After Krishna’s death, Pandavas along with Draupadi started climbing the Himalayas to reach heaven. Draupadi was one of the first to drop dead while climbing and reached heaven before the others. As she roamed there, she was surprised to see an Indian version of Champs-Élysées sprawled in one of the by-lanes. She spotted Costa Coffee, Barista, Café Coffee Day and Starbucks doing great business side by side. She had no idea what these shops sold and stood transfixed. Then a hand pressed her shoulder warmly. Scared that Duryodhan was back to eve tease her, she turned around with her most dramatic expression and saw a smiling Sita standing there.
“Yes. Sita? Oh Hi! What a pleasant surprise!” Draupadi was shocked to come face to face with the legendary figure. She was going weak in her knees.
“Which one?” Sita said pointing to the coffee shops.
Draupadi had no idea what Sita was talking about but she did not want to be an ignorant fool in front of a legend. She raised a finger at a random shop.
As both of them settled in their seats and ordered two cappuccino, Draupadi was taken aback by the laid back ambience. It was something she had never experienced before.
“Where did this idea come from?” she asked Sita.
“Oh! Brahma went into the future and drank a cup of Latte at Barista. He was so hypnotized by the taste that he drank 78 cups per head that day, met the owner and convinced him to open an outlet in heaven. The rest they say is history.”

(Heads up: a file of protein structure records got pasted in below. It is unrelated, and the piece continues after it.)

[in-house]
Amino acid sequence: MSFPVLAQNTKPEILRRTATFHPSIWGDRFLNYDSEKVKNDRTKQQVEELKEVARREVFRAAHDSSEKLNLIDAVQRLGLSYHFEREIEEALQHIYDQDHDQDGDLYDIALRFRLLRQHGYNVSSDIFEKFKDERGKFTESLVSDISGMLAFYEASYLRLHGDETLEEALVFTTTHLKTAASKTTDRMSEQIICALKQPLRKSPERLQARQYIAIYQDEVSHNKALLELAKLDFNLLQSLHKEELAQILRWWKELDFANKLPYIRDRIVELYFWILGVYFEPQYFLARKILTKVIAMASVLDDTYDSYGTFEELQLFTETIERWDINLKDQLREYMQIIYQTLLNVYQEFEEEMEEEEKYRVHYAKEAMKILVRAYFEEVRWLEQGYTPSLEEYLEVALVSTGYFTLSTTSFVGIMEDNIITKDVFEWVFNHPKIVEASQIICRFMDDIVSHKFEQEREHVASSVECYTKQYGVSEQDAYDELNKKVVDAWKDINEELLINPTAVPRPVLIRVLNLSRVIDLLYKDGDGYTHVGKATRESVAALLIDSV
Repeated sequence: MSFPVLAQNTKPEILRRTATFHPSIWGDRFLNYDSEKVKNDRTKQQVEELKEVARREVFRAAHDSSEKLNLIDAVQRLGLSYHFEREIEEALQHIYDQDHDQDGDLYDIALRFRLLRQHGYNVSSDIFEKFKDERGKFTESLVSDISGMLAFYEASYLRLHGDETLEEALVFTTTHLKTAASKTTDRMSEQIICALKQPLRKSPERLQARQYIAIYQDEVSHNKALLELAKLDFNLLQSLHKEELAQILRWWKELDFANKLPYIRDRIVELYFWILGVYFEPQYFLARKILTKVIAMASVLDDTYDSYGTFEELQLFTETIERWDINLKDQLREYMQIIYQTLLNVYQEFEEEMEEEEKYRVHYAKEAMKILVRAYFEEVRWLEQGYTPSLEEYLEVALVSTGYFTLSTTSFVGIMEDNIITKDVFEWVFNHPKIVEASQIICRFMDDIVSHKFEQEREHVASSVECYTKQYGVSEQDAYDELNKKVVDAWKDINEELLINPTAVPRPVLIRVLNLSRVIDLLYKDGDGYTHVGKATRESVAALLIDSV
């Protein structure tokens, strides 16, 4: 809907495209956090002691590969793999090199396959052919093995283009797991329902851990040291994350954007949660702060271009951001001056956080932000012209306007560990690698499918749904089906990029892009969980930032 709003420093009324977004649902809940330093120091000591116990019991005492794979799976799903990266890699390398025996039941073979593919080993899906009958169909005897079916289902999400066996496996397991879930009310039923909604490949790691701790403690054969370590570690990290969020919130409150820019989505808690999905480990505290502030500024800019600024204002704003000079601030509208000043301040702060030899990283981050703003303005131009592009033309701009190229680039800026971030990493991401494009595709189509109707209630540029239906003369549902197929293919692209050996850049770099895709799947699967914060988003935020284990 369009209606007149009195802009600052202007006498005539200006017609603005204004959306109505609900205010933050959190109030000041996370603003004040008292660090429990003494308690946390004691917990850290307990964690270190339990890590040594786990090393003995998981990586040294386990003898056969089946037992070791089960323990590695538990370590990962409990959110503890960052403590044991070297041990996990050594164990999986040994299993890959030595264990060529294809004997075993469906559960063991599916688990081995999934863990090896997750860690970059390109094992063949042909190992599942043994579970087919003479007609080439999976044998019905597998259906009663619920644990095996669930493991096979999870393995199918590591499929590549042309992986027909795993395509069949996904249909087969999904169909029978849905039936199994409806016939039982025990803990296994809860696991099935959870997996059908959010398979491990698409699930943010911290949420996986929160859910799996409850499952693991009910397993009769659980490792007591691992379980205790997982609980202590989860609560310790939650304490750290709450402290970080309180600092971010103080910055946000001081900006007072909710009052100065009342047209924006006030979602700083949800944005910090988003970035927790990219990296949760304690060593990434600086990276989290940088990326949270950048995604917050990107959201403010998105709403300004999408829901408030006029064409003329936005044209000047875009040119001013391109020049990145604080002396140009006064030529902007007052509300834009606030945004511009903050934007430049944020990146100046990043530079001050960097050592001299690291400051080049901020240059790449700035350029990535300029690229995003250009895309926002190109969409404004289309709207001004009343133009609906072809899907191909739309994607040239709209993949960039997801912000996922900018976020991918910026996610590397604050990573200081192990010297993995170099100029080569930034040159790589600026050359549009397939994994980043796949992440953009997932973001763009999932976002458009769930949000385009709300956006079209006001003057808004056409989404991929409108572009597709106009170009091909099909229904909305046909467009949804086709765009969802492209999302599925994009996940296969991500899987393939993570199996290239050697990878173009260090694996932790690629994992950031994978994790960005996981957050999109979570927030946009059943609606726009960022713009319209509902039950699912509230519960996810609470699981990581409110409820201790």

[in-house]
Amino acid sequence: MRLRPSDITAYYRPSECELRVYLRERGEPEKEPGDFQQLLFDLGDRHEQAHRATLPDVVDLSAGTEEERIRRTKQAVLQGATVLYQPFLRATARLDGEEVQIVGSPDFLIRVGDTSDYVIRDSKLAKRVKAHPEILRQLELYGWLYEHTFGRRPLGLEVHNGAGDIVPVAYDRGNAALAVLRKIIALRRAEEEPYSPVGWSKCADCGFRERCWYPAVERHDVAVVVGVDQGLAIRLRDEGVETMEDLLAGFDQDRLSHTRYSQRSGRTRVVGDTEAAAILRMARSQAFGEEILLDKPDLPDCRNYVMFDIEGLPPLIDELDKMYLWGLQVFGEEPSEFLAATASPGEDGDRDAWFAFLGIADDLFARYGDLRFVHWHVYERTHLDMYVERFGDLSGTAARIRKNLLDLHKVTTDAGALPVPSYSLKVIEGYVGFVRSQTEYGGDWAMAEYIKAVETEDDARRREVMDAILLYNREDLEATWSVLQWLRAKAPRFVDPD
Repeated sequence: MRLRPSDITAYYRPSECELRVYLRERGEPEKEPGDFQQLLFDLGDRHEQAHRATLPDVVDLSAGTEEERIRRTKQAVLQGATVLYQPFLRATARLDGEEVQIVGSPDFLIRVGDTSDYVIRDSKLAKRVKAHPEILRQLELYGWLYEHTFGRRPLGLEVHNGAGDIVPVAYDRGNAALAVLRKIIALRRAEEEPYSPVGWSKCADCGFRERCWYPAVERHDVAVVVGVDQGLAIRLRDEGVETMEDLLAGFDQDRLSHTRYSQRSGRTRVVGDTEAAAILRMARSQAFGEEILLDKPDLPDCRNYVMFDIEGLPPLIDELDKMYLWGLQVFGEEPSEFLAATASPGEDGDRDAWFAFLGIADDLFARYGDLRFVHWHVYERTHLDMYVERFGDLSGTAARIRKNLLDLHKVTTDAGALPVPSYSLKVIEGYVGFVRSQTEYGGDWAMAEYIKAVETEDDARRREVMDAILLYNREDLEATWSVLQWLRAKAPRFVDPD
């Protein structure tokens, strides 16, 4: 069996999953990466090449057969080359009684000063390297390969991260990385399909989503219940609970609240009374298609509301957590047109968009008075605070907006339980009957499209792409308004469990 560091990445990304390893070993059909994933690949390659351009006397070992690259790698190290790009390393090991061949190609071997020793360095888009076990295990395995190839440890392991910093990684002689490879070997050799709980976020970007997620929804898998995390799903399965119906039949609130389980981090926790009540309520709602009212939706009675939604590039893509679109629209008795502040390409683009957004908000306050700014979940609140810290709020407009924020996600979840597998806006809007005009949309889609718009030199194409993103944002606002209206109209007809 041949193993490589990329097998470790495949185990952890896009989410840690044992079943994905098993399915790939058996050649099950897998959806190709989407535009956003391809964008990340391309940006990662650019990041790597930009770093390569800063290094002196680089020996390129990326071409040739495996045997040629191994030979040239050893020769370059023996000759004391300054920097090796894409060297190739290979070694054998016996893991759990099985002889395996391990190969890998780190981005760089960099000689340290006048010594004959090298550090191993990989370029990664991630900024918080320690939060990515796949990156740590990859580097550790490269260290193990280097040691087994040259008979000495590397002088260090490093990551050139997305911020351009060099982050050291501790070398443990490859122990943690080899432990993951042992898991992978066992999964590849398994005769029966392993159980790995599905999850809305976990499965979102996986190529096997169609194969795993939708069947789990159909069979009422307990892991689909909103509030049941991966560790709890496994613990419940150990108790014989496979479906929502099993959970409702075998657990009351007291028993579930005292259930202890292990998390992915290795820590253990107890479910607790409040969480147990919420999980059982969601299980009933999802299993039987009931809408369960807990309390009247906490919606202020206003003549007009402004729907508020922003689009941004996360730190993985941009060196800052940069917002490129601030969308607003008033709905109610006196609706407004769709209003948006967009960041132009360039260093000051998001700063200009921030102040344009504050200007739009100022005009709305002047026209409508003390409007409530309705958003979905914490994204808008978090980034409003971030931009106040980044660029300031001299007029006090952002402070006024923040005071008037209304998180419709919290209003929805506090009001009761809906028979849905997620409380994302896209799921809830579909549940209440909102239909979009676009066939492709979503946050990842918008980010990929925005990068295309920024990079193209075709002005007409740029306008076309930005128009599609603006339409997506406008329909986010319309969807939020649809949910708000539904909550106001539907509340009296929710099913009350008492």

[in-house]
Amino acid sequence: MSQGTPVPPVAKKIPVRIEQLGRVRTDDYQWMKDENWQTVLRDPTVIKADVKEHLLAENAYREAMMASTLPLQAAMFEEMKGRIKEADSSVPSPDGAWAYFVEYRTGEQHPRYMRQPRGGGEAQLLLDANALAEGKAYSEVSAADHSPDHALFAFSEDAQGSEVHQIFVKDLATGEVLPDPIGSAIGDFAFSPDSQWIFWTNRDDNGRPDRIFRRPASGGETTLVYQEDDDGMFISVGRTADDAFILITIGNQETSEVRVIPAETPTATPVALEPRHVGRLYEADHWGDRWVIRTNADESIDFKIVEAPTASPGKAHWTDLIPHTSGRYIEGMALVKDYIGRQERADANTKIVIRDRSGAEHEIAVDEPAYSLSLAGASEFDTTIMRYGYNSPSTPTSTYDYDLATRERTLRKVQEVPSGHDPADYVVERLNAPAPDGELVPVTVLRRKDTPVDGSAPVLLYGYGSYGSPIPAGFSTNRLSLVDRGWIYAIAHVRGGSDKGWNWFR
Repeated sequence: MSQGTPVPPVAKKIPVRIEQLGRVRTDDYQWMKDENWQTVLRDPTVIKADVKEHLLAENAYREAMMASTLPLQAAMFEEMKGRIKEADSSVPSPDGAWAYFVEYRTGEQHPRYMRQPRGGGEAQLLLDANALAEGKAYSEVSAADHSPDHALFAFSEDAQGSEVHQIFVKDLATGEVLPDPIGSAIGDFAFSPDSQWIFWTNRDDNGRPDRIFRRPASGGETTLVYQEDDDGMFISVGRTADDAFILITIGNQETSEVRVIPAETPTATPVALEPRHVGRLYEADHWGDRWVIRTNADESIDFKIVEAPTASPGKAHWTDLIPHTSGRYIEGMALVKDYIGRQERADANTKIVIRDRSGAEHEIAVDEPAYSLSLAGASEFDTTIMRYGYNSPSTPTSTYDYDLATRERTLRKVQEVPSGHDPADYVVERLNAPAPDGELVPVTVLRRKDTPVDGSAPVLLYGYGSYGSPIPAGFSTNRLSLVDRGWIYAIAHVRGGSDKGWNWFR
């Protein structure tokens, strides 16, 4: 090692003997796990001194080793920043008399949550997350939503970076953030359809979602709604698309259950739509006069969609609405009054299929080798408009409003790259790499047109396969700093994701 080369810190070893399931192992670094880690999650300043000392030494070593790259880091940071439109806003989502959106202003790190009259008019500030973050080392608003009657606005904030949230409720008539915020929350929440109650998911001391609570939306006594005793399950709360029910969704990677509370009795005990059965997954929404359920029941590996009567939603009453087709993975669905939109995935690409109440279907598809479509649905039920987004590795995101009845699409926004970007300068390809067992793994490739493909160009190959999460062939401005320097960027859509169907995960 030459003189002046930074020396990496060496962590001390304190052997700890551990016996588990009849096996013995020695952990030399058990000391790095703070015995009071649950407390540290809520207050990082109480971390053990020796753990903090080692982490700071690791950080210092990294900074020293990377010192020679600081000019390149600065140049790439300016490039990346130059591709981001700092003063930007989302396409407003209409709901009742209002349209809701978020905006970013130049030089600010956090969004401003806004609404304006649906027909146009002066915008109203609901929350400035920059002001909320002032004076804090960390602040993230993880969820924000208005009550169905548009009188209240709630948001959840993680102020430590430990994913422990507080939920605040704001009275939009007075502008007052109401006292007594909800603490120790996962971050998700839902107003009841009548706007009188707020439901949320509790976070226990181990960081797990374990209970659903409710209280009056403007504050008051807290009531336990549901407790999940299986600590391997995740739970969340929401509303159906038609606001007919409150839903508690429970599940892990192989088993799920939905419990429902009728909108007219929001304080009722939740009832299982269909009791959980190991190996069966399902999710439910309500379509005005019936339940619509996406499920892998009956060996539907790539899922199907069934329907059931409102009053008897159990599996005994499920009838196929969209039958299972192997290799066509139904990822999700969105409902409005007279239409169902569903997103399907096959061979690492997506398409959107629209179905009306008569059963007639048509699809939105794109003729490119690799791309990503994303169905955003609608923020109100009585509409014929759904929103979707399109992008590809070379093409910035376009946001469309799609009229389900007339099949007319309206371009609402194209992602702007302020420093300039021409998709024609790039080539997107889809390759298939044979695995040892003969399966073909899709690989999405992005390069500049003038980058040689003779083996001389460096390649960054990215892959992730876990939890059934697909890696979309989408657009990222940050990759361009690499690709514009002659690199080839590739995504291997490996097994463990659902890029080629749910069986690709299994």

The Cappuccinos arrived and Draupadi had her first taste of Costa Coffee. She looked at Sita with amazement in her eyes.
“That look on the face of first timers always makes me so happy,” Sita beamed. She studied Draupadi as she gulped her coffee.
“I saw what happened in Mahabharata. We had a giant screen here in heaven. You won’t believe the kind of frenzy it created here. Brahma told us that the euphoria will be unparalleled till a lady called Ekta Kapoor will be born on Earth and kill someone called Mihir Virani.”
“Yes, it was all terrible. So much blood. So many families destroyed. Both of us were a part of terrible wars. So many people died and for what?” Draupadi said looking at Sita.
“You do realize that we will be blamed for both the wars, don’t you? People will always say that it was Draupadi and Sita who started the wars,” Sita said with a glum expression on her face.
“It is always beauty that is at fault, never the lack of a spine.”
Both of them sipped their coffee in silence for a while.
“So, 5 husbands, eh? Lucky you!” Sita said suddenly to lift the mood.
“It was exhausting!” Draupadi said rolling her eyes. Both of them laughed.
“How the hell did you end up with all 5 of them? I thought it was Arjun who married you?”
“Don’t ask! They were so obedient that they blindly did what their mother said even by mistake but when it came to blindly breaking someone’s neck for disrobing me, they turned a blind eye.”
“You’re telling me! My husband abandoned me in a bloody jungle all by myself just because he could not stand all the suspicious talk. I was pregnant at that time, dammit! And he did not even had the courtesy to do it himself. He made Laxman do it.”
“I know. I have read it a hundred times and it never made sense to me,” Draupadi said as she gently held Sita’s hand.
The air had suddenly turned acerbic. The coffee was going cold.
“Do you hate them?” Sita asked wiping a lone tear.
“Should I? I hated them with all my heart when Dushasan was trying to throw me naked in front of the whole court, when Duryodhana asked me to sit on his lap. You cannot imagine the rage that filled me. I shudder to think what would have happened if Krishna would not have helped. But then the war happened. I washed my hair with Duryodhana’s blood when it ended. Now there is no rage in my heart but love cannot mend every crack,” Draupadi said with a sad smile.
“Duryodhan is in heaven. I saw him at the Apple store the other day,” Sita said.
“Is he?” Draupadi said giving a surprised look.
“Yes. He served some time in hell but then Indra put him back in heaven.”
“Well, then he must be having a great time with Ravan,” Draupadi said sipping her coffee.